In the Louisiana legislature on Tuesday, both fantasy sports and sports betting were up for discussion and while the House advanced the daily fantasy sports (DFS) proposal, a Senate committee rejected a sports betting bill.
Representative Kirk Talbot introduced HB484, which would provide the state with legalized DFS contests via the Louisiana Fantasy Sports Contests Act. According to Legal Sports Report, the bill would see the Louisiana Gaming Control Board in charge of regulating operators who offer such gaming options. The bill was advanced by the Committee on Administration of Criminal Justice in March and passed the House after a vote of 67 to 23.
If the bill passes, it would be subject to a voter referendum. Voters in each parish would have to approve the measure before residents in the approved parishes would be allowed to take part. The bill has the possibility of being voted on this year’s November ballot and until such time as it or another bill becomes law, DFS will remain illegal throughout the state.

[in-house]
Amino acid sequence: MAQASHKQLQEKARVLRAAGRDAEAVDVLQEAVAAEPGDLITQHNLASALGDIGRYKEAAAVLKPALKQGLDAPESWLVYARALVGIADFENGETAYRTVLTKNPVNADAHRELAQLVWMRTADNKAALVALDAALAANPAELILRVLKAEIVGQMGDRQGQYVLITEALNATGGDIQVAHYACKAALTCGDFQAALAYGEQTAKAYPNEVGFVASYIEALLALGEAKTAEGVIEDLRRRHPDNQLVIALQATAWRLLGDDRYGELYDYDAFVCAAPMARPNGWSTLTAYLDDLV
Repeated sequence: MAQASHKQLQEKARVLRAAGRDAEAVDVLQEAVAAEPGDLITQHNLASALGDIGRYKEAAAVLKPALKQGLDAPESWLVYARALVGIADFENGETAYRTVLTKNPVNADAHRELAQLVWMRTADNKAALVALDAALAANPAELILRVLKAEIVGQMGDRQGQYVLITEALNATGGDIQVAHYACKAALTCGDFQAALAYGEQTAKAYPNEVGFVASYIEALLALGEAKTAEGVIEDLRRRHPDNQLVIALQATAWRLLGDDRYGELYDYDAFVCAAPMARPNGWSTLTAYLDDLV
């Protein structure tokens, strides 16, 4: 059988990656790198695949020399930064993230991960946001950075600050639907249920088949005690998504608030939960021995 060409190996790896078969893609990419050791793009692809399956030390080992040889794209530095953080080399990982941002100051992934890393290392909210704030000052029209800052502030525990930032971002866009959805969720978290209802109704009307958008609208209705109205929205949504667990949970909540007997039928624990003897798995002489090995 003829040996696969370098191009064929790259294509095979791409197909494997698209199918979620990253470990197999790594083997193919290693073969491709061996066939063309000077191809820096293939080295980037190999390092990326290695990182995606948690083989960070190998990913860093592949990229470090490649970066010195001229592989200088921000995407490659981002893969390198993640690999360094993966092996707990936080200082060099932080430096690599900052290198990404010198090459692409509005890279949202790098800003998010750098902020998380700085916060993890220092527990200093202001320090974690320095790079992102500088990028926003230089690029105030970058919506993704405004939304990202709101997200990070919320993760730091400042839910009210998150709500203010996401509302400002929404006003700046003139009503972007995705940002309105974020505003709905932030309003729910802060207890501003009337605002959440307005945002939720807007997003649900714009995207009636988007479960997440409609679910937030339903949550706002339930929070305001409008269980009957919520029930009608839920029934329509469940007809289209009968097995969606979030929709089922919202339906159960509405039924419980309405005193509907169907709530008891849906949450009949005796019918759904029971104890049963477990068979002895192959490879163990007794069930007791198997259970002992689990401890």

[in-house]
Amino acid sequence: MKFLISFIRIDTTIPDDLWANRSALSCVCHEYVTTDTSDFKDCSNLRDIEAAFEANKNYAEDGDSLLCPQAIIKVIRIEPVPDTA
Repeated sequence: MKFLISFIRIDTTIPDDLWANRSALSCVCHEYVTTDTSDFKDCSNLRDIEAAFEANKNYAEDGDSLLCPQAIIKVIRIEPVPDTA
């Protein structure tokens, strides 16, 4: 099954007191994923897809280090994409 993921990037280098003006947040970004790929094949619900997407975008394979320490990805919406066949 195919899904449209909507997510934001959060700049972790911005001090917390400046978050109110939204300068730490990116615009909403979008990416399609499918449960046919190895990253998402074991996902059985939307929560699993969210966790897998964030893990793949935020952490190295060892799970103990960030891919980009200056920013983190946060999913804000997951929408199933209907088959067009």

While daily fantasy sports is moving forward in the state, sports betting appears to be falling behind. Senator Danny Martiny introduced SB266, which in its original form would have allowed sports betting to take place at Harrah’s casino in New Orleans and at each one of the state’s 15 riverboat casinos and four racinos. However, the proposal was changed to only include casinos.
SB266 first came to the Committee on Judiciary where it was amended and subsequently was taken up by the Senate Finance Committee earlier this week where it was voted down 6-3 due to concern that the bill constituted gambling expansion in the state, according to The Advocate.
While the sports bill has died, the DFS measure now sits, waiting on an assignment within a Senate committee. The bill will have to move through committee as well as the full Senate and pass before it would be sent to the governor for approval.
In Late February another sports gambling bill., House Bill 245 was filed and was considered by the House Committee on Administration of Criminal Justice on April 5.